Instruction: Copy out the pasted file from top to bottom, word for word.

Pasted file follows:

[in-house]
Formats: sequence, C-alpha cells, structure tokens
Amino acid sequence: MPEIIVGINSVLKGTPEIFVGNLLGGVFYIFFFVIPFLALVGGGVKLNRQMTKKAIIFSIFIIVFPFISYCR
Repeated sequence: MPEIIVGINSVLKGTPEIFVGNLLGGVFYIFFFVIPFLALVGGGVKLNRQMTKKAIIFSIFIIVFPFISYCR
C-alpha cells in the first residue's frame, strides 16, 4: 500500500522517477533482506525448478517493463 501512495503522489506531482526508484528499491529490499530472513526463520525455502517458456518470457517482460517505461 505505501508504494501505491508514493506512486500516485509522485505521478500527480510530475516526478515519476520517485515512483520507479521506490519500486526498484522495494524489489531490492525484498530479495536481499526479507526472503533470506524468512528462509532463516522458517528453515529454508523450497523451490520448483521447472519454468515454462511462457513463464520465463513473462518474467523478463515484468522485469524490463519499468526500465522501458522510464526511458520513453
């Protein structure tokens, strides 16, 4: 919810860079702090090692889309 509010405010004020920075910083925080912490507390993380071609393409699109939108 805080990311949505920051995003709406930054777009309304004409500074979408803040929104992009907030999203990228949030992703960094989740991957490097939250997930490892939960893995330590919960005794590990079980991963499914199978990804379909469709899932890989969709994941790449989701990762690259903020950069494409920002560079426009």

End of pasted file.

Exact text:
[in-house]
Formats: sequence, C-alpha cells, structure tokens
Amino acid sequence: MPEIIVGINSVLKGTPEIFVGNLLGGVFYIFFFVIPFLALVGGGVKLNRQMTKKAIIFSIFIIVFPFISYCR
Repeated sequence: MPEIIVGINSVLKGTPEIFVGNLLGGVFYIFFFVIPFLALVGGGVKLNRQMTKKAIIFSIFIIVFPFISYCR
C-alpha cells in the first residue's frame, strides 16, 4: 500500500522517477533482506525448478517493463 501512495503522489506531482526508484528499491529490499530472513526463520525455502517458456518470457517482460517505461 505505501508504494501505491508514493506512486500516485509522485505521478500527480510530475516526478515519476520517485515512483520507479521506490519500486526498484522495494524489489531490492525484498530479495536481499526479507526472503533470506524468512528462509532463516522458517528453515529454508523450497523451490520448483521447472519454468515454462511462457513463464520465463513473462518474467523478463515484468522485469524490463519499468526500465522501458522510464526511458520513453
């Protein structure tokens, strides 16, 4: 919810860079702090090692889309 509010405010004020920075910083925080912490507390993380071609393409699109939108 805080990311949505920051995003709406930054777009309304004409500074979408803040929104992009907030999203990228949030992703960094989740991957490097939250997930490892939960893995330590919960005794590990079980991963499914199978990804379909469709899932890989969709994941790449989701990762690259903020950069494409920002560079426009």